This Masters offers a comprehensive overview of the evolution of Christian thought and practice over two millennia and explores the general principles necessary for understanding the history of the Christian Church, and their application, with particular reference to Britain and Ireland.
Students will be introduced to the practice of writing church history, a critical approach to primary source documents, and the use of historical archives. There are also modules on the literary and theological culture of early medieval Ireland, the writing of Church History from the Reformation to the present day, and the Renewal of Theology in the 20th century.
This course consists of eight modules delivered over four semesters (two academic years) and the submission of a thesis of 15,000 words on an agreed topic. Modules are delivered on Wednesday evenings.
In the first year, candidates take the following modules: History of Christian Thought (10 credits); Research Methodologies & Reading and Interpreting Primary Source Texts I (5 credits); "Isle of Saints and Scholars"? The Literary Culture of Early Medieval Ireland (10 credits); and History of Christian Practice: Medieval to Modern (5 credits).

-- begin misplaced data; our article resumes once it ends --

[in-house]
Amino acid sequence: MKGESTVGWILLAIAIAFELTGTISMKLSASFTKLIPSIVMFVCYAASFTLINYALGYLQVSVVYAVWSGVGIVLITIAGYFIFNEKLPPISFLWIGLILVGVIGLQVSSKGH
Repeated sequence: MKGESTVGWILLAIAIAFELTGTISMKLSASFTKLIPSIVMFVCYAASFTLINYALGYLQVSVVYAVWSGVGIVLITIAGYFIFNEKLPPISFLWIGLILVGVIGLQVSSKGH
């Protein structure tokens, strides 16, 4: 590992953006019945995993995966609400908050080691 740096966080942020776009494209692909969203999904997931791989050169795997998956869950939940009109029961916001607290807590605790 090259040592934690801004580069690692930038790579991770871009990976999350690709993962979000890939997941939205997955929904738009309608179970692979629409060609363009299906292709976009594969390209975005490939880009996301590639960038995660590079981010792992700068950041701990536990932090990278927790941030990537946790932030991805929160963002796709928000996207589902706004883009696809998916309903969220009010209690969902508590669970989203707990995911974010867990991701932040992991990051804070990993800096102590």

In the second year candidates take: Theology and Renewal in the Twentieth Century (10 credits); Research Methodologies & Reading and Interpreting Primary Source Texts II (5 credits); The Writing of Church History from the Reformation to the 20th century (10 credits); and History of Christian Practice: Medieval Ireland (5 credits).
During this course, students will have the opportunity to visit, view and research relevant texts from the rich and unique collections of holdings housed in the John Paul II and Russell Libraries on campus, some of which date from as early as the eleventh century. These collections will form an integrated element in most of the taught modules, affording students ample opportunity to explore potentially rich areas for original research in their end-of-year dissertations. This Masters explores the general principles necessary for understanding the history of the Christian Church (first semester) and their application in the context of Britain and Ireland (second semester). It offers a comprehensive critical overview of the evolution of Christian thought and practice over two millennia.